Credit Scores 101

credit 101

America runs on Credit. We all know this, but very few of us can be considered credit experts. The number of myths, fables, and just outright lies about how credit scores work is too long to list, so let’s break it down as simply as possible.

Credit is defined as “the trust which allows one party to provide money or resources to another party wherein the second party does not reimburse the first party immediately, but promises either to repay or return those resources at a later date.” In other words, credit is telling someone, “hey spot me now, and I promise, I’ll pay you back later”.

In essence, it’s a promise and a promise is only worth the trust someone has in you. What creditors and banks want to see is how many promises you’ve kept in the past, how many promises you’re making now, and decide if you’re going to keep your promises in the future.

Now you may ask, how can one score tell someone all of that information about me? Well, they don’t just use your credit score, they combine a number of factors that they have to make that decision, but the credit score is one of the most important factors. And fun fact, there are actually 35+ different credit scores, created by the 3 credit bureaus and even thousands more by other data agencies. Scores can specifically be for a certain type of product like the FICO score is used for credit cards or it can be more complex scores for things like a mortgage.

To answer your question transparently, credit scores are very often wrong about predicting the debt outcomes, but many creditors think it’s the best data available today. So if we can’t beat the system, we gotta learn how to play their game. When it comes to credit, there are 5 major factors taken into account:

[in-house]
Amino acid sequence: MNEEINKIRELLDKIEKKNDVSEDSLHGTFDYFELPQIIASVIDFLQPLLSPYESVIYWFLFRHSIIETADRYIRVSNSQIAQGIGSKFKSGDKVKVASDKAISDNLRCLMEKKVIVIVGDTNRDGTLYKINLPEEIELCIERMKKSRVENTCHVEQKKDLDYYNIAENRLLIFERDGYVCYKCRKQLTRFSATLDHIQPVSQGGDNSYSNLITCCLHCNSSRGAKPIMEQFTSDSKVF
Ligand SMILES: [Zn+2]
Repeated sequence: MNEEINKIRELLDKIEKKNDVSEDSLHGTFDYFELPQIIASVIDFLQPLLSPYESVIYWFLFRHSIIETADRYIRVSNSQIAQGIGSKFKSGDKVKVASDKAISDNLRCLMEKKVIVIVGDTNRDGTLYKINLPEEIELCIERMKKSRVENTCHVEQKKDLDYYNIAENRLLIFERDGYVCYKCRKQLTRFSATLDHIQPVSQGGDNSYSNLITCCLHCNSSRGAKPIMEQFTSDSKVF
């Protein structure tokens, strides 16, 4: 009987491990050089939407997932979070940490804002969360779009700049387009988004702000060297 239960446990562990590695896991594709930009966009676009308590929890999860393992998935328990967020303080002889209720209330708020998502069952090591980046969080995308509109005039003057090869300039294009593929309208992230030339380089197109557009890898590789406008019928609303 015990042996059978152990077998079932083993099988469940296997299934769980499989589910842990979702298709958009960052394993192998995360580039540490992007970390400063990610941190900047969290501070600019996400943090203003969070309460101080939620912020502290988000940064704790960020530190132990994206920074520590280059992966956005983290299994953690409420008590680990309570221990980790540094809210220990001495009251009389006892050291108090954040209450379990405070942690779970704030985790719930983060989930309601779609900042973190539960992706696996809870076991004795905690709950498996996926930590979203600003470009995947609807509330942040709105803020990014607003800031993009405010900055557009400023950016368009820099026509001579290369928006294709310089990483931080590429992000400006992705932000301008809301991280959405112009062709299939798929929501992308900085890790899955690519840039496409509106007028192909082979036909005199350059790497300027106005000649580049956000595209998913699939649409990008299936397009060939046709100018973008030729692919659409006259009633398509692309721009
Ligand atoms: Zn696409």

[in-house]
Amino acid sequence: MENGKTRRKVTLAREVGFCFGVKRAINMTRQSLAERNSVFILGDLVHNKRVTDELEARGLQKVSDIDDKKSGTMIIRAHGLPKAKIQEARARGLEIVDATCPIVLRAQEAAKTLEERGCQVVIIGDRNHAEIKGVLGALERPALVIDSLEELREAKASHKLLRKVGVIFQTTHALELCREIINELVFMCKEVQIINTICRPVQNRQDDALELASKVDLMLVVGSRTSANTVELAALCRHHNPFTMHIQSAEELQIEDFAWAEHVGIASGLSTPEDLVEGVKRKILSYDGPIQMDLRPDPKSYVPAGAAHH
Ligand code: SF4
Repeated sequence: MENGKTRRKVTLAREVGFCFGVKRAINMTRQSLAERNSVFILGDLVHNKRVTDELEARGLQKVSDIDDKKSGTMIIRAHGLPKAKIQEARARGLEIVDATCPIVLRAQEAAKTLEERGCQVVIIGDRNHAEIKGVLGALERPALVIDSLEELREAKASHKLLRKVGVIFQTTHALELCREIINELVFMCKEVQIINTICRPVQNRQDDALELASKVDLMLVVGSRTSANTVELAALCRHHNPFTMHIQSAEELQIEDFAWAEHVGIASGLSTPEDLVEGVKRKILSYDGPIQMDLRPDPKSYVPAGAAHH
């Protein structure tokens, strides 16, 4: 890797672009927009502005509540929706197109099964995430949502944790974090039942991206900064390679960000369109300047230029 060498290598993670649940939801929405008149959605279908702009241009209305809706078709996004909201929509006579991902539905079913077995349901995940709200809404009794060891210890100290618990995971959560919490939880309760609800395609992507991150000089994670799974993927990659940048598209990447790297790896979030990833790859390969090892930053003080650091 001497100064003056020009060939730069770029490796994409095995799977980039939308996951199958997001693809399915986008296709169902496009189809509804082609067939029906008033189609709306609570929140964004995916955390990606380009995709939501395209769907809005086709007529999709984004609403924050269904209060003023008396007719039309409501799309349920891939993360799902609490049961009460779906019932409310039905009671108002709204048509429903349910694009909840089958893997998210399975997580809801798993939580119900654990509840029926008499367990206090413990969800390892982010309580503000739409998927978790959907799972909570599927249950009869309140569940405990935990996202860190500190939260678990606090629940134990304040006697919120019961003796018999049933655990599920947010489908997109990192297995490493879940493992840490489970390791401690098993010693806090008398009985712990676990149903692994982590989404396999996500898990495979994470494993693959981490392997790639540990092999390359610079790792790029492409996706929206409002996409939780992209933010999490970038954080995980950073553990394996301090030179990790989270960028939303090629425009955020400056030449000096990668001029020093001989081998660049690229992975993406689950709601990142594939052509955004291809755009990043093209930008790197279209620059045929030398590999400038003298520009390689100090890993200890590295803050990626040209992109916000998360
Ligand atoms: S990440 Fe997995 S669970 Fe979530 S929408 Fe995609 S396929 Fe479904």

Payment History. This accounts for 35% of the score. It takes into account your payment history. Do you pay on time? Are you ever late? Have you missed payments? The most pristine the record, the higher the score.

Utilization (30%). This takes into account how maxed out your debts are? If you have $10,000 available on your credit cards and you’re using $9,500, you’re pretty close to being fully maxed out. The bank here might think that you don’t have the funds to cover that amount and you might be closer to defaulting than someone who’s only using $1,000.

Length of Credit History (15%). This is why you always hear people saying you should never close your oldest credit account. Since they’re trying to predict your future payment ability, the longer your history of positive credit use, the more data they have to go by that you’ll be good for the money.

Credit Mix (10%). The more debt products you have, the better. This way they can see you’re responsible for different types of debts and not just good with credit cards and not mortgages.

New Credit (10%). They don’t want you to open up 10 accounts in one week and max them all out, so although it’s not a high impact on your score, you still want to spread out the times you get new credit.

There’s a lot more we can say about credit, we might do another post on tips and tricks for improving a credit score. For now, just know that they’re using data to see if you are able to and are responsible enough to pay back what you owe on time. If you monitor your score and understand the different factors listed above, you should be good. Above all else, make sure you’re not spending more than you have, and not borrowing more than you need.